What is ‘Post” About “Post-Conflict’?

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By Steve Commins, Associate Director of GPA@UCLA Luskin, and Urban Planning Lecturer

Nepal is a country that is currently labeled ‘post-conflict’. But after two civil wars, one driven by an armed insurgency which later allied with a non-violent democratic movement, and the second spurred on by ethnic tensions in communities bordering India, the Nepalese still struggle with the daily tasks of building a new political system. The label ‘post-conflict’ is a designation that belies the complexities of the country’s status and what is required for a long term, peaceful, political settlement.

Nepal currently faces both deeply rooted forms of poverty and economic exclusion. India, which borders the country, has had a major hand in its economic options, and the country receives a significant amount of international ‘aid.’

Nepal occupies a particular niche in the “aid business”, as it is not a ‘strategic’ conflict like Afghanistan, it is not an aid orphan like the Central African Republic nor is it an aid darling like South Sudan recently. As a result, Nepal exists within the broad sweep of countries that have been labeled ‘post-conflict’ by the United Nations and other agencies, and, in the current jargon, a ‘Fragile and Conflict Affected State’.

In the late 1990s, chastened by the failure of the UN and major political powers to effectively address the human catastrophes of the civil wars in Somalia, Rwanda and Bosnia, as well as the limits of ‘democratization’ and ‘good governance’, a number of international agencies began to give more serious attention to what eventually became labeled ‘Fragile and Conflict Affected States’.

The premise of this approach is that there are complex, historic reasons why states have different forms of violent political conflict and political fragmentation, and there are also situations where states may experience the decay of public institutions even without overt violent conflict. This means that the UN and donor agencies have to address the underlying causes of ‘fragility’ rather than just provide humanitarian (neutral) aid – or as one observer put it, a ‘humanitarian fig leaf’.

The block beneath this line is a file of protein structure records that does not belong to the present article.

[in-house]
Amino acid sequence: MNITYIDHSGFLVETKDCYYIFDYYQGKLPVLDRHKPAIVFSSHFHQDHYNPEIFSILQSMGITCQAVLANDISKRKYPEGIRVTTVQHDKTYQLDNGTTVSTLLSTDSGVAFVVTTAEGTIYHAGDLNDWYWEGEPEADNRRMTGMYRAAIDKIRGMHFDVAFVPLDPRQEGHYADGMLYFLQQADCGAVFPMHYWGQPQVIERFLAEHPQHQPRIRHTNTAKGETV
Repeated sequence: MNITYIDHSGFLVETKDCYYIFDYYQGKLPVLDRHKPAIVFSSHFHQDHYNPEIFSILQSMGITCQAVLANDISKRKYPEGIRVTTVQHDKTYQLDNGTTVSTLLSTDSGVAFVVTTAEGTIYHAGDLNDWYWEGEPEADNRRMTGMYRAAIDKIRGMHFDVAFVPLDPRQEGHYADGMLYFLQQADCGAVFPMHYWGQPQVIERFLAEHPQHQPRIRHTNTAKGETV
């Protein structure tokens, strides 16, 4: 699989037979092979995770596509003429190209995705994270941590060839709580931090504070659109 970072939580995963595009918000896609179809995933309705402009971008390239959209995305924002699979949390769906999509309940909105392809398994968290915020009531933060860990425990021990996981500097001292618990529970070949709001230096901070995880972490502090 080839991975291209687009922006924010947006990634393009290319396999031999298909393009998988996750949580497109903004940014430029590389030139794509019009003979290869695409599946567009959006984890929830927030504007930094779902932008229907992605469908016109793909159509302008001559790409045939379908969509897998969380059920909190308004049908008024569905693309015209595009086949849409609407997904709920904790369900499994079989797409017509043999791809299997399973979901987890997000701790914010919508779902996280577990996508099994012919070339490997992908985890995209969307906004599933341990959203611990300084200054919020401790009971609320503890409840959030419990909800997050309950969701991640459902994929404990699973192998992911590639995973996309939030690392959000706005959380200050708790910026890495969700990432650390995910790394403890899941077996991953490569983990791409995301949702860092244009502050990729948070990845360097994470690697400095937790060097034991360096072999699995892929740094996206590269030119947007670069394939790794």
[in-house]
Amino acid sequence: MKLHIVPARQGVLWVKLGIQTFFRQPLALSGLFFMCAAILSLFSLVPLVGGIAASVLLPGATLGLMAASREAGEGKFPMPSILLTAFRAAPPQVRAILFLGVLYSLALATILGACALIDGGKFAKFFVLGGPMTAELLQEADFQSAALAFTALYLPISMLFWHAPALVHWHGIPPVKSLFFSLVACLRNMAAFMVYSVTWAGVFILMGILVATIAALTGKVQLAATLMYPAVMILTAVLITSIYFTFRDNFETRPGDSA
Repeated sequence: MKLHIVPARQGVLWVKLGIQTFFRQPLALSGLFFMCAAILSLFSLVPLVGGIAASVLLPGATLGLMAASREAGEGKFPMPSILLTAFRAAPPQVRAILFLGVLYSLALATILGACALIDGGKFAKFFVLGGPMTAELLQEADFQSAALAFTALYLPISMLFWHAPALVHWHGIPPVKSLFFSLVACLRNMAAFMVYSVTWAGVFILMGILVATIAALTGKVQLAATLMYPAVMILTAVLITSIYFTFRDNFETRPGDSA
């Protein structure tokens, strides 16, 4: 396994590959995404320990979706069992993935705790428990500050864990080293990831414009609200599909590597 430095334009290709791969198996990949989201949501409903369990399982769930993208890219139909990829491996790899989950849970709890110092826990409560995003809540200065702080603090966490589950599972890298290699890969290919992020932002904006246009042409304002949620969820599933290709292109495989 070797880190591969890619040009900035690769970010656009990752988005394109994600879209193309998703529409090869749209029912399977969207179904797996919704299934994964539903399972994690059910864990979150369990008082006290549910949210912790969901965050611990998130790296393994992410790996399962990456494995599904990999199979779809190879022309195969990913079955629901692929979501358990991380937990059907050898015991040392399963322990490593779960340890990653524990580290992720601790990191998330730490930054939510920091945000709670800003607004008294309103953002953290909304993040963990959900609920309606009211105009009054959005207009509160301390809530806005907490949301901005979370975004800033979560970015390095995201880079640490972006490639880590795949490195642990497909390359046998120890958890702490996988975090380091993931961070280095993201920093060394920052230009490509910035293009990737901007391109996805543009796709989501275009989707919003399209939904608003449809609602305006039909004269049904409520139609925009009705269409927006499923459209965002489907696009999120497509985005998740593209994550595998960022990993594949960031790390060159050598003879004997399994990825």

Much literature has been devoted to debating ‘fragile’, ‘failed’ and ‘failing states’.  Frequently it misses the mark by not delving into the historic specifics of a country or region, or descending into superficial explanations like ‘these communities never got along’ or the government was doomed from the start’ – explanations that lack depth or insight into the nuances of the specific reasons and dynamics of fragility.

At the same time, the role of international agencies, which sometimes (but not always, hence the term ‘aid orphans’) provide large amounts of finance for both short-term ‘humanitarian’ assistance and longer-term ‘post-conflict’ reconstruction, poses another challenge. The problem with this approach is that donor agencies are making decisions on what to label a specific situation rather than the messy realities of politics (again, sadly, South Sudan’s collapsed political settlement comes to mind). Donor time frames and real politics rarely cohere.

As part of a four-country study on the impact of Community Driven Development projects on livelihoods in FCAS (Afghanistan, Pakistan, Sri Lanka and Nepal), I worked with the lead Nepalese researcher on the initial interviews and inception for the country study.

Landing in Nepal’s capital Kathmandu provides no haunting images of war or political turmoil. On appearance the country is back in business. Indeed, fortunately for the country, the Maoists involved in the first civil war did not engage in the level of violence or social destruction found in some other countries (up to 20,000 people died, so ‘level’ is a sadly relative term). The Maoists currently function as a political party similar to the FMLN (Farabundo Martí National Liberation Front) in El Salvador or FRELIMO (Mozambique Liberation Front), which moved into the political process after the peace agreements in their countries.

But talk for any amount of time with Nepalese and a complex picture of hopes and aspirations as well as uncertainties about a very nascent political system emerges. The politics of geography, as it were (Mountains, Hills, Terai), the debates about federalism (too much or too little depending on the individual) and the problematic aspects of nation state building and agreeing on the ‘imagined community’ that remain unresolved.

In the end, whatever label is applied by international donors, Nepal remains a country that has an evolving, contentious and sometimes fraught political process. Perhaps the label should be changed to ‘post-violent conflict’ (though different forms of violence frequently morph into criminality after the overt political violence has been reduced) as in reality all effective political settlements do not end conflict, rather they provide mechanisms that at best may achieve general acceptance for ways of addressing inevitable disagreements in non-violent, democratic and equitable ways.

This can only be seen from the ground up, as each violent conflict or manifestation of state fragility has its own history, meaning and narratives.

‘Post’ is a label of hopefulness about a better future, a short-hand for donors to change how they give aid, and, perhaps, a step towards a political settlement that works better for more people than the previous one.

Original post at http://global.luskin.ucla.edu/

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